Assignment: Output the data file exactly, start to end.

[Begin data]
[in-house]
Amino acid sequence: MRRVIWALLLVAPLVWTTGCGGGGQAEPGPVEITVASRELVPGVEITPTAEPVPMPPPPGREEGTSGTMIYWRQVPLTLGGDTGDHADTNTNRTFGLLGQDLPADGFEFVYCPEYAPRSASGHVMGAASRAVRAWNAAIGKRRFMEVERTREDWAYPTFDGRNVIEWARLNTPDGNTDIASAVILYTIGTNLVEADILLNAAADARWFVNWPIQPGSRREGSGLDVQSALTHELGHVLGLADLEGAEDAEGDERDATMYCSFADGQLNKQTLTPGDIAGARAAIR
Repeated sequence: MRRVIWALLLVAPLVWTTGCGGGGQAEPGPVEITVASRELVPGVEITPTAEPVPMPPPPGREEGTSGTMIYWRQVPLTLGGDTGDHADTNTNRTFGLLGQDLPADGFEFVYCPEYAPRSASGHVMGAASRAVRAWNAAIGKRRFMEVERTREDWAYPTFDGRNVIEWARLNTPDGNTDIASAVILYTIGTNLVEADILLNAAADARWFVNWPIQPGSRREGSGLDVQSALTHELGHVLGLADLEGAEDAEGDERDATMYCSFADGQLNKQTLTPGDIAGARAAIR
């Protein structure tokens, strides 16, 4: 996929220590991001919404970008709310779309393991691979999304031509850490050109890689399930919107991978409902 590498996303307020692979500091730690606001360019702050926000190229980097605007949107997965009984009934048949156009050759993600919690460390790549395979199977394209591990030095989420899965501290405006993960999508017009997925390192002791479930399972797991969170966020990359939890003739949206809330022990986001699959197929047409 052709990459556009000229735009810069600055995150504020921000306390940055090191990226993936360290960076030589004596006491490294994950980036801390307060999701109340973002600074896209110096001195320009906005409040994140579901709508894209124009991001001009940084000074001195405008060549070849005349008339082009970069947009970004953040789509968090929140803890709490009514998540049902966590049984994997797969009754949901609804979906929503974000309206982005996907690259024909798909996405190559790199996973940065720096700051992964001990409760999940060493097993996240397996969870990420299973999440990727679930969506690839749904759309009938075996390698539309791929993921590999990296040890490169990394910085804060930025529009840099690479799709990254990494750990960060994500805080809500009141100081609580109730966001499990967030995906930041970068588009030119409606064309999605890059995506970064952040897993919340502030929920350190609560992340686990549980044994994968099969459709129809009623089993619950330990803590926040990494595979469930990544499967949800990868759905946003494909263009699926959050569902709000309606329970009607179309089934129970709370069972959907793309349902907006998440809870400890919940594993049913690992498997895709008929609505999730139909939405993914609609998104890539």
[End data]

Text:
[in-house]
Amino acid sequence: MRRVIWALLLVAPLVWTTGCGGGGQAEPGPVEITVASRELVPGVEITPTAEPVPMPPPPGREEGTSGTMIYWRQVPLTLGGDTGDHADTNTNRTFGLLGQDLPADGFEFVYCPEYAPRSASGHVMGAASRAVRAWNAAIGKRRFMEVERTREDWAYPTFDGRNVIEWARLNTPDGNTDIASAVILYTIGTNLVEADILLNAAADARWFVNWPIQPGSRREGSGLDVQSALTHELGHVLGLADLEGAEDAEGDERDATMYCSFADGQLNKQTLTPGDIAGARAAIR
Repeated sequence: MRRVIWALLLVAPLVWTTGCGGGGQAEPGPVEITVASRELVPGVEITPTAEPVPMPPPPGREEGTSGTMIYWRQVPLTLGGDTGDHADTNTNRTFGLLGQDLPADGFEFVYCPEYAPRSASGHVMGAASRAVRAWNAAIGKRRFMEVERTREDWAYPTFDGRNVIEWARLNTPDGNTDIASAVILYTIGTNLVEADILLNAAADARWFVNWPIQPGSRREGSGLDVQSALTHELGHVLGLADLEGAEDAEGDERDATMYCSFADGQLNKQTLTPGDIAGARAAIR
């Protein structure tokens, strides 16, 4: 996929220590991001919404970008709310779309393991691979999304031509850490050109890689399930919107991978409902 590498996303307020692979500091730690606001360019702050926000190229980097605007949107997965009984009934048949156009050759993600919690460390790549395979199977394209591990030095989420899965501290405006993960999508017009997925390192002791479930399972797991969170966020990359939890003739949206809330022990986001699959197929047409 052709990459556009000229735009810069600055995150504020921000306390940055090191990226993936360290960076030589004596006491490294994950980036801390307060999701109340973002600074896209110096001195320009906005409040994140579901709508894209124009991001001009940084000074001195405008060549070849005349008339082009970069947009970004953040789509968090929140803890709490009514998540049902966590049984994997797969009754949901609804979906929503974000309206982005996907690259024909798909996405190559790199996973940065720096700051992964001990409760999940060493097993996240397996969870990420299973999440990727679930969506690839749904759309009938075996390698539309791929993921590999990296040890490169990394910085804060930025529009840099690479799709990254990494750990960060994500805080809500009141100081609580109730966001499990967030995906930041970068588009030119409606064309999605890059995506970064952040897993919340502030929920350190609560992340686990549980044994994968099969459709129809009623089993619950330990803590926040990494595979469930990544499967949800990868759905946003494909263009699926959050569902709000309606329970009607179309089934129970709370069972959907793309349902907006998440809870400890919940594993049913690992498997895709008929609505999730139909939405993914609609998104890539």